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A Promotion Reminder and a Dissertation entitled "To Say or Not to Say"

Posted by Nuile the Paracosmic Tulpa , in Wordsmithery Jan 24 2013 · 375 views

To get the former out of the way first, The Second Death will be yours free forever if you download it between January 26th (two days to go!) and January 30th.
Now then, I would like to discuss the issue of whether 'tis nobler to say something, or to utter it, or perhaps to state it. Is it better to ask or to inquire? Bring adverbs into the equation, and the field becomes open to even greater argument. The simple fact is that every writer and every reader, too, has their own opinion about it. This is mine.
Examining a novel as if it were a cadaver, we'll say the plot is the core skeletal structure; the prose can be the flesh that covers it all; but dialogue becomes the muscles that hold it all together. Everything else is vital, but it's the dialogue that does the real work. It's the life and vigor of the story, the human element that most enraptures readers. It's one of my rules in writing that dialogue should always be able to stand on its own; it doesn't always need to, and there are times when it just plain can't, but if at all possible dialogue should literally speak for itself.
It is my opinion, however, that sometimes say is the right choice and sometimes it is not. Sometimes another verb should be used--or sometimes, none at all!
One example of a use for a verb other than say is merely to emphasize the tone of the dialogue. Even if the words sounds like a shout, s/he shouted serves as an underline. But the verb should be carefully selected. In this case, shout implies a different tone than cry, exclaim, or bellow might.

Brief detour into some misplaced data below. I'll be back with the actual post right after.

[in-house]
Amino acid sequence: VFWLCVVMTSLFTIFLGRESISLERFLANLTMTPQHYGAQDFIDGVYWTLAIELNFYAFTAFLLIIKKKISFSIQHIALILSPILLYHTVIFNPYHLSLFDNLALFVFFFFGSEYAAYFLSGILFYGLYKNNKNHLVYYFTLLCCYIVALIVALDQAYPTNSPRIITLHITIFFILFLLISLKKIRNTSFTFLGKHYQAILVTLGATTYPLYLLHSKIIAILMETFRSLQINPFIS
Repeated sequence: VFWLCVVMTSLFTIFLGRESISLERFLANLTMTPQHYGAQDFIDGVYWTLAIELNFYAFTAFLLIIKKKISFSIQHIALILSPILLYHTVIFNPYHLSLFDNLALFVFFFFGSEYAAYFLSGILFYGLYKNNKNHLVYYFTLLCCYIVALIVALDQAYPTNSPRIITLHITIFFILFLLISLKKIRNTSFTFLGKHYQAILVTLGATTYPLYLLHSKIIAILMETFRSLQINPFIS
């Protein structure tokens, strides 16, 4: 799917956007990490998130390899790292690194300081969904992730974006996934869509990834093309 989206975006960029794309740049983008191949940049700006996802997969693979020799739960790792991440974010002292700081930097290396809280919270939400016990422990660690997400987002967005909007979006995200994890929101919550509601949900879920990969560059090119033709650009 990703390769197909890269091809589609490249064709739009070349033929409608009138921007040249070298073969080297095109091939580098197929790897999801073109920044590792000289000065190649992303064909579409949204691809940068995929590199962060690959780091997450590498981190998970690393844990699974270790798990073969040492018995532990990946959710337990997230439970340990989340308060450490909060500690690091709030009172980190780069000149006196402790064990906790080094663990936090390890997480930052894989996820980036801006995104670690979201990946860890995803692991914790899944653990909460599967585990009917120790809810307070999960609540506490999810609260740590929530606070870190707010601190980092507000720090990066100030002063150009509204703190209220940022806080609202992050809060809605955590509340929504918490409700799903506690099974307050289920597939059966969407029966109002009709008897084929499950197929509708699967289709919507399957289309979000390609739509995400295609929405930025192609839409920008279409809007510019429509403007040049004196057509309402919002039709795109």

I usually prefer a powerful verb to an adverb in such cases, but again, it's a matter of discretion. Sometimes the one is more prudent, sometimes the other. And here's another instance in whic they can both be very useful. Every now and then a quotation arises where the words are too few or too simple or otherwise inexpressive; where a human voice would add a meaning the words do not contain. A human inflects their speech in a way that is difficult, though not impossible, to suggest in written dialogue; sometimes a telling verb or an adverb is the best way to add that inflection.
And then there's another method that is often used to avoid the s/he said entirely. But I have often seen this abused. If the movement is not significant in some way, if it serves no other purpose than to tell us who is speaking, it is rendered entirely meaningless and makes the writer look lazy. If the character strokes his mustache or twirls a finger in her hair, it indicates the speaker with the extra purpose of physical expression. But when a character removes their shoe to get at an itch during the conversation--sure, it's a natural action, but it's nothing more than a trivial, bothersome distraction. Some actions tell enough alone, some could use an adjective or some other form of additional description, and some should just be avoided. Again, it's all dictated by discretion.